4. ... WITH DEGREES TO PROVE IT.

Simone—who preferred to be called “doctor Nina Simone”—was also awarded two other honorary degrees, from the University of Massachusetts Amherst and Malcolm X College.

5. HER CAREER WAS ROOTED IN ACTIVISM.

A photo of Nina Simone circa 1969

Gerrit de Bruin

At the age of 12, Simone refused to play at a church revival because her parents had to sit at the back of the hall. From then on, Simone used her art to take a stand. Many of her songs in the '60s, including “Mississippi Goddamn,” “Why (The King of Love Is Dead),” and “Young, Gifted and Black,” addressed the rampant racial injustices of that era.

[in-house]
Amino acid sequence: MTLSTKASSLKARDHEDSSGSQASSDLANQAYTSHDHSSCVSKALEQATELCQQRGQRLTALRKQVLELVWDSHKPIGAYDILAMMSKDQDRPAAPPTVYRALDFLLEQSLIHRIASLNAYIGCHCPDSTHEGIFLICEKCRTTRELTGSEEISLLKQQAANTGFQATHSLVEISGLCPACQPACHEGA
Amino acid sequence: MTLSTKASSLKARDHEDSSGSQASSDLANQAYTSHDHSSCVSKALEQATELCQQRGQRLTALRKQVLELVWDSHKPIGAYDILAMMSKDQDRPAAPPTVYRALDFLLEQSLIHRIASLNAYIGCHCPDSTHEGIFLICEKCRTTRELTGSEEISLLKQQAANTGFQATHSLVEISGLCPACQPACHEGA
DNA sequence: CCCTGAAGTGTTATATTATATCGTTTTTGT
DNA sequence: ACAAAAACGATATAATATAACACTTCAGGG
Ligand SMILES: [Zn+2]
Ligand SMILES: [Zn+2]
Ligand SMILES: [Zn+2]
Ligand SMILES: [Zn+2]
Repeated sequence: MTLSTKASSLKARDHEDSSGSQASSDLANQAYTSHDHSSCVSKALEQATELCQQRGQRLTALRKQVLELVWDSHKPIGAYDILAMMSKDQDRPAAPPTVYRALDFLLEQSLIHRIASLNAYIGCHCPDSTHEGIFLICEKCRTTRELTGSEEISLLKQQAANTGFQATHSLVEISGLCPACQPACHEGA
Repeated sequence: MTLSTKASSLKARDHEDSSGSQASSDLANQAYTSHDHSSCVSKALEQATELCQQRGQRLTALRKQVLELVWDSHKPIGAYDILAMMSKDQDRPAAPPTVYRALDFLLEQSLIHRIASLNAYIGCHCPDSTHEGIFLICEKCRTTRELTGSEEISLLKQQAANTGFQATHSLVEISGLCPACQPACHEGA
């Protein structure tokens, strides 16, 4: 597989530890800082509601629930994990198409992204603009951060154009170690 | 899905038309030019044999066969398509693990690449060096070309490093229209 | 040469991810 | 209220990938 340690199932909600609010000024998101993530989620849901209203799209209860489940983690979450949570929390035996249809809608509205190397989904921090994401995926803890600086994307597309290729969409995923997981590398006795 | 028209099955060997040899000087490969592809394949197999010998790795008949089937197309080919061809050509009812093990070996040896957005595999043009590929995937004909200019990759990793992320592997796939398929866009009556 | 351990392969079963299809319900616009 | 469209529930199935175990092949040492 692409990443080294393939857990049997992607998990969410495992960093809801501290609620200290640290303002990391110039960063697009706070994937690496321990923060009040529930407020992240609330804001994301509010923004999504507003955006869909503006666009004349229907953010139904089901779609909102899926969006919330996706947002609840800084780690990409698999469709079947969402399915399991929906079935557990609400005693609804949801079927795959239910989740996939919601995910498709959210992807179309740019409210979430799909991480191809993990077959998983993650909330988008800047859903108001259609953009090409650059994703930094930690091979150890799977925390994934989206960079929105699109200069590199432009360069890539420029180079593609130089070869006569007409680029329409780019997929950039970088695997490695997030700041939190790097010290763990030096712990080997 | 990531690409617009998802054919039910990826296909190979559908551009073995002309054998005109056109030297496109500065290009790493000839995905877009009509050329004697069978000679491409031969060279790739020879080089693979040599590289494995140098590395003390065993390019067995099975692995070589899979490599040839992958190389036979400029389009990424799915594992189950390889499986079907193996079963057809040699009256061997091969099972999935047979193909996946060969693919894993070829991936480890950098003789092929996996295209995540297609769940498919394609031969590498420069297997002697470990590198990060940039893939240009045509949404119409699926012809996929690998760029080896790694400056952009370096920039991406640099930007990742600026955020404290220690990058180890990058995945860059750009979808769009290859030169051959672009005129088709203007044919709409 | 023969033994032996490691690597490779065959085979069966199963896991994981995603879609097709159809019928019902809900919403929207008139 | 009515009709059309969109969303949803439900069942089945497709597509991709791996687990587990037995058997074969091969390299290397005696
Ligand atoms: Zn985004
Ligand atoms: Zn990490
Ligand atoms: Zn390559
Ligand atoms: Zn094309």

Unfortunately, her activism wasn't always welcome. Her popularity diminished; venues didn’t invite her to perform, and radio stations didn’t play her songs. But she pressed on—even after the Civil Rights Movement. In 1997, Simone told Interview Magazine that she addressed her songs to the third world. In her own words: “I’m a real rebel with a cause.”

6. ONE OF HER MOST FAMOUS SONGS WAS BANNED.

Mississippi Goddam,” her 1964 anthem, only took her 20 minutes to an hour to write, according to legend—but it made an impact that still stands the test of time. When she wrote it, Simone had been fed up with the country’s racial unrest. Medger Evers, a Mississippi-born civil rights activist, was assassinated in his home state in 1963. That same year, the Ku Klux Klan bombed a Birmingham Baptist church and as a result, four young black girls were killed. Simone took to her notebook and piano to express her sentiments.